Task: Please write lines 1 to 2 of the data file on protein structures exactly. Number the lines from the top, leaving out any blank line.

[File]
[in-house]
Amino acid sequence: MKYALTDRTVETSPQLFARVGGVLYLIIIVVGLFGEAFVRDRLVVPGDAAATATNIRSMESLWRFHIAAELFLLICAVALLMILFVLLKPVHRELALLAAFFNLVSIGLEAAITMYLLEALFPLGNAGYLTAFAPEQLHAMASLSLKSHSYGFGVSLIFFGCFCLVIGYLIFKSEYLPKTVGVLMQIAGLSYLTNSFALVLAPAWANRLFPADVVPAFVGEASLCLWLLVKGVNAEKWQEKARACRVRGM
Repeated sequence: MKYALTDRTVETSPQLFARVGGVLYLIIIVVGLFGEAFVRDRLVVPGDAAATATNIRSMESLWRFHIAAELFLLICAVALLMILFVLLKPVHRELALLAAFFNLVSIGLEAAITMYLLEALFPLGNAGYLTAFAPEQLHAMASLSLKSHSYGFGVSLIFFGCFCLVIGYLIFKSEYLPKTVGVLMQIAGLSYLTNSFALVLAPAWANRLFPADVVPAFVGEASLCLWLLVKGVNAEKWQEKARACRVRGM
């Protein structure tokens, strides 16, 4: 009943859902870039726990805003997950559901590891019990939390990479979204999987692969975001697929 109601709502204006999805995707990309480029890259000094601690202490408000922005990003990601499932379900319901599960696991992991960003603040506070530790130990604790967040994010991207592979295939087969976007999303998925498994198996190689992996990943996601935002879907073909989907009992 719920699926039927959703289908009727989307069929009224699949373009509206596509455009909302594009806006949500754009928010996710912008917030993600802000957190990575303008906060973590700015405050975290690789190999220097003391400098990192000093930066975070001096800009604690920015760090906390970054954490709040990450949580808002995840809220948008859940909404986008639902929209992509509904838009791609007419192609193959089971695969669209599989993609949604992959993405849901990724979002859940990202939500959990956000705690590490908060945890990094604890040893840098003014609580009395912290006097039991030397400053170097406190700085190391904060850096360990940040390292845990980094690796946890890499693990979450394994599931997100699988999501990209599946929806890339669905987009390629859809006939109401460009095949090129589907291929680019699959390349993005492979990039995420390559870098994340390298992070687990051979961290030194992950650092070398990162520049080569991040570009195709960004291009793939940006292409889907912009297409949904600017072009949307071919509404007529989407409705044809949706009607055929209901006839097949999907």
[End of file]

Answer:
[in-house]
Amino acid sequence: MKYALTDRTVETSPQLFARVGGVLYLIIIVVGLFGEAFVRDRLVVPGDAAATATNIRSMESLWRFHIAAELFLLICAVALLMILFVLLKPVHRELALLAAFFNLVSIGLEAAITMYLLEALFPLGNAGYLTAFAPEQLHAMASLSLKSHSYGFGVSLIFFGCFCLVIGYLIFKSEYLPKTVGVLMQIAGLSYLTNSFALVLAPAWANRLFPADVVPAFVGEASLCLWLLVKGVNAEKWQEKARACRVRGM